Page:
Columnist image
Bob Weeks

TSN Senior Reporter


First the Masters and now the PGA Championship.

Can the U.S. Open and Open Championship be far behind?

In the wake of the COVID-19 pandemic, the PGA of America announced Tuesday that it has postponed the PGA Championship from its March 14-17 in San Francisco. It follows the Masters, which stepped out of its April date last week, in looking for a new spot on the calendar.

The bigger question now becomes whether it’s even possible to save the golf year. The calendar is already full, and the pandemic shows no signs of slowing, with more events likely to fall by the wayside.

The PGA’s decision surprised no one as more and more sporting events further down the calendar shut down.

“Throughout our evaluation process, we have been committed to following the guidance of public health authorities and given the coronavirus shelter-in-place order in effect in San Francisco, postponement is the best decision for all involved,” said PGA of America CEO Seth Waugh in a statement.

“It’s unfortunate but not surprising,” said Nick Taylor. “Public health and safety is what’s important and we can play golf when it’s safe. Hopefully later in the year.”

“I think it was inevitable,” added Adam Hadwin. “It’s really the least of our concerns right now. We can figure out golf when we get this pandemic figured out.”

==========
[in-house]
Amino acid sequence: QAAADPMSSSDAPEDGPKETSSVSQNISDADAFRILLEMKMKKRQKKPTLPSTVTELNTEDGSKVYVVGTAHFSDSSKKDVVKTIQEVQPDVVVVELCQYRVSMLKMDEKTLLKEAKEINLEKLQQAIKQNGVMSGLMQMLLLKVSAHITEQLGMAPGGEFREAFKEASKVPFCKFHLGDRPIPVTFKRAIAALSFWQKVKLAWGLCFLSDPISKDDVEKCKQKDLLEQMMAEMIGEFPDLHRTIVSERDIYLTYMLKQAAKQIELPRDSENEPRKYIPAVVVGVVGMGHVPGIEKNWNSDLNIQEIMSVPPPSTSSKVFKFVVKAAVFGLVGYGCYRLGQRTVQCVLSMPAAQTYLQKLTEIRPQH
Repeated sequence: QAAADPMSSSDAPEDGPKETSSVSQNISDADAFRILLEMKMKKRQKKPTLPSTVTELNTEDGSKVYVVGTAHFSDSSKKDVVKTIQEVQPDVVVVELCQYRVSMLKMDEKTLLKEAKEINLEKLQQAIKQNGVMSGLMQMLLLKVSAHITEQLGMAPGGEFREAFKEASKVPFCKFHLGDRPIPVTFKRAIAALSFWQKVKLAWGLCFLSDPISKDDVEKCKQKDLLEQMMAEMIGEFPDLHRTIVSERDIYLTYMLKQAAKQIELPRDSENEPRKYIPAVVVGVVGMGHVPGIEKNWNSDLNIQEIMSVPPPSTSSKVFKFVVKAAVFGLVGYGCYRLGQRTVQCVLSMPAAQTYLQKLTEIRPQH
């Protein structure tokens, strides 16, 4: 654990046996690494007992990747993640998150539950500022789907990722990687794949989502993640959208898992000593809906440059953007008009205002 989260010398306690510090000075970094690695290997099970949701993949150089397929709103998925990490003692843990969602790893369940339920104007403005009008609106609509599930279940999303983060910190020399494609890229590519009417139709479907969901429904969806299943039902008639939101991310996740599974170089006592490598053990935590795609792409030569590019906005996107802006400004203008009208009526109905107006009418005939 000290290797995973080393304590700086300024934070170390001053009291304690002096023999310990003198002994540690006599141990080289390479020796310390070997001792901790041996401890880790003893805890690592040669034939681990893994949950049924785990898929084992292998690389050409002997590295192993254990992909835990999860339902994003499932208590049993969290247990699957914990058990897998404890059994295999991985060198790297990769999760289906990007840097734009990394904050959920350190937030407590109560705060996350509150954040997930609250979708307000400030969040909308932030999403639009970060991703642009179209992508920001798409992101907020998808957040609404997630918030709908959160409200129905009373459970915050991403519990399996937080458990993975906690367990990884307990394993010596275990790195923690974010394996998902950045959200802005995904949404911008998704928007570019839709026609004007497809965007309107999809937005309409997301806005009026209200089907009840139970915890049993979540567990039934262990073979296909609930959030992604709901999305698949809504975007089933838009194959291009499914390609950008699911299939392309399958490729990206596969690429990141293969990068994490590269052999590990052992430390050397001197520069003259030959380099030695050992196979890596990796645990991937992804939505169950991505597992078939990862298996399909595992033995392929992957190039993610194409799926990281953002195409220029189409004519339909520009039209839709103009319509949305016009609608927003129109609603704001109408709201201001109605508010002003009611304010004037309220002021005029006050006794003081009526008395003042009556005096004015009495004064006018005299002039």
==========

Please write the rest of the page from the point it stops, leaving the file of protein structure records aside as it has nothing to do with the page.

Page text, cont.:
In addition to the PGA Championship, the PGA Tour cancelled four more tournaments, paring the RBC Heritage, the Zurich Classic of New Orleans, the Wells Fargo Championship and the AT&T Byron Nelson from its schedule. That brings to eight the number of PGA Tour events that won’t be held with one listed as postponed.

The organization also cancelled events on the Korn Ferry Tour and PGA Tour Champions through the middle of May. All four qualifying tournaments for the Mackenzie Tour-PGA Tour Canada have also been cancelled.

Now comes the job of trying to find homes for all of golf’s biggest tournaments. The governing bodies and tournament organizations have reportedly been working to create some sort of calendar.

It’s expected the PGA Championship may look for an August date, working in concert with the PGA Tour to find a slot on its schedule. One report said the Tour might push its FedEx Cup playoffs back a week to open up a place for the PGA.

The United States Golf Association stated on Tuesday that it is currently staying with its June dates for both the U.S. Open and U.S. Women’s Open, but that it is closely monitoring the situation and will follow advice from government authorities. The women’s event is scheduled for June 4-7 at Champions GC in Houston, while the men’s event is scheduled for June 18-21 at Winged Foot GC in Mamaroneck, N.Y.

The qualifying process for the American championships, which was to start in early May, will be redesigned, the USGA said in a statement.

The RBC Canadian Open, which is a week before its U.S. counterpart, is in a fragile position.

Another question mark remains the Olympics. The Japanese government said it intends to move ahead with the Games and with fans in attendance.

The men’s golf competition is to be held July 30-Aug. 2 with the women’s event going Aug. 5-8.

With so much uncertainty, Hadwin, who is expected to be on the Canadian team, was unsure of the event’s status and whether he’d attend.

“I’d have to take a strong look at it,” he stated at the thought of playing if the situation had only marginally improved. “It’s certainly hard to imagine it’s going to go on at this point.”